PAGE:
often overlooked in remediation efforts, as bacteria dies off Endotoxins are produced and released. Here’s what you need to know.

Bacteria, Gram-negative bacteria, and Gram-positive bacteria (Actinobacteria), Endotoxins, and Exotoxins are often missed in remediation efforts.  Endotoxins are produced as bacteria dies off and is released when the gram-negative bacteria cell disintegrates. According to a Review by Jessica I. Lundin and Harvey Checkoway, “The human health effects of acute exposure to endotoxin include sepsis; clinical symptoms such as fever, shaking chills, and septic shock; and, at lower doses, toxic pneumonitis, lung function decrements, and respiratory symptoms, such as byssinosis (Monday morning chest tightness)”. As a result, it’s important to eradicate endotoxins back to safe levels if they are found to be higher than normal.  In any remediation strategy where water is present that could’ve contained bacteria, it’s important to add removal of Actinobacteria and Endotoxins to the testing strategy. Bacteria is more likely to be present in water coming from outside (roof leaks or water seepage) and leaks from a waste pipe. If your source of water intrusion is suggested to be from one of those two sources, it’s important to think about bacteria in addition to mold. Furthermore, leaks such as an attic space or basement where clean water could’ve mixed with rodent feces is also a concern for the presence of bacteria.

An exotoxin is a toxin secreted by bacteria typically while it is alive. An exotoxin can cause damage to the host by destroying cells or disrupting normal cellular metabolism. They are highly potent and can cause major damage to  the host. Exotoxins may be secreted, or, similar to endotoxins, may be released during lysis of the cell. While there is currently no commercial way to analyze a home for the existence of exotoxins, All American’s Home Detox approach removes all biotoxins, mold, and bacteria. 

Actinomycetes or Actinobacteria are a phylum of Gram-positive bacteria that can be terrestrial or aquatic. They also have a filamentous and branching growth pattern like mold that can grow into building materials.  Until recently, Actinobacteria did not have much presence in the remediation space but it has been part of the testing strategy for many consultants as of lately who are looking to check to see the possibilities of contaminants that are impacting the occupant. As a result, we can commercially test for Actinobacteria and do recommend that you do to eliminate any environmental contaminant that can impact your air quality and cause adverse health reactions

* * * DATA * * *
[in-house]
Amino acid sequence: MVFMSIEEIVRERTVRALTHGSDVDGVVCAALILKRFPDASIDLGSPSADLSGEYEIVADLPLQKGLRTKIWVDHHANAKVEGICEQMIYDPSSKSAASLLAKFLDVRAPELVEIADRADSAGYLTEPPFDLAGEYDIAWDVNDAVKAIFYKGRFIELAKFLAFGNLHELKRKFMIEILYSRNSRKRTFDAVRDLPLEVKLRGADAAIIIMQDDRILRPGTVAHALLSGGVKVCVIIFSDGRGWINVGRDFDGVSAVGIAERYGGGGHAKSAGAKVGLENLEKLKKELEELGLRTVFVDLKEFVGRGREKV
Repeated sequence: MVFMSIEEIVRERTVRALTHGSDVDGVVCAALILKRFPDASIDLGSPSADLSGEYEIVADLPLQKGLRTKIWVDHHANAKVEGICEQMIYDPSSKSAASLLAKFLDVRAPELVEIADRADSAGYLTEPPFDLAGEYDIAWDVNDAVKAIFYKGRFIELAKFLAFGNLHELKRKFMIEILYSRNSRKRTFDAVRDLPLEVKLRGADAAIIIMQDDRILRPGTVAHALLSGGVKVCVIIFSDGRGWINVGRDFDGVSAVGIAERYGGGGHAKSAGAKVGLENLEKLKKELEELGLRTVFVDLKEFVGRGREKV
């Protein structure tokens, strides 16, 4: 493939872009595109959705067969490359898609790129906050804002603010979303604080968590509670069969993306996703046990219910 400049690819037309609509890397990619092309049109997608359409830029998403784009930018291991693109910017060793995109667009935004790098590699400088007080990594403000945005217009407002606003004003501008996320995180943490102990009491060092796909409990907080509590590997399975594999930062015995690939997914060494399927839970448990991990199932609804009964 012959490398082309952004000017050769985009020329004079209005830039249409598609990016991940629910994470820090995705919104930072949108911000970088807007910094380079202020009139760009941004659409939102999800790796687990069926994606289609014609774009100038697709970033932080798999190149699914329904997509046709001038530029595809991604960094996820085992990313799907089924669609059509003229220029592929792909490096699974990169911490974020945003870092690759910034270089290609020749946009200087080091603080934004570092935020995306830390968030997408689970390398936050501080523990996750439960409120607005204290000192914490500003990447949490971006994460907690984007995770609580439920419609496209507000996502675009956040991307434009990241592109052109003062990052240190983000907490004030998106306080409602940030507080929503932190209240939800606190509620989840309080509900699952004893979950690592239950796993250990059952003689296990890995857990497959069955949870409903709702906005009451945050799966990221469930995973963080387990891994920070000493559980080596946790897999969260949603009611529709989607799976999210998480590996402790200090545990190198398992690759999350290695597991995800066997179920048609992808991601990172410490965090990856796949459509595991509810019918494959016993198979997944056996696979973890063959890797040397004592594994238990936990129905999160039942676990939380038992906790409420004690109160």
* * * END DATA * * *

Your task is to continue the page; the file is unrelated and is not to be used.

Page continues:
According to the University of Cincinnati Academic Health Center, Bacterial contamination in water-damaged buildings has been identified as a potential cause of health problems, including infection and respiratory conditions like asthma. An environmental health research team found evidence linking two specific strains of bacteria — Stenotrophomonas and Mycobacterium — to indoor mold from water damage.  Because it is hard to identify the strains of bacteria present in a home, the next best method is to test for Endotoxins (Produced by Gram-negative bacteria) or Actinobacteria (Gram-positive bacteria). Since Endotoxins are produced as bacteria dies, it’s an indicator if bacteria was present in the water prior to the area being dried out. It then gives us a baseline for remediation efforts to be able to test for Actinobacteria and Endotoxins again at the completion of the remediation to ensure they have been eradicated.

This is important data in understanding if the remediation company or hygenist you plan to use is all-encompassing on the exact situation that you may encounter on your remediation project.

Please view the Review done by Jessica I. Lundin and Harvey Checkoway called “Endotoxin and Cancer” for more information on Endotoxins.


Please also check out the full study done by the University of Cincinnati Academic Health Center here:

Check out an Overview done by Gary Kaiser a microbiological professor on Exotoxins:



Check out an article by Rintala H “Actinobacteria in indoor environments: exposures and respiratory health effects.”



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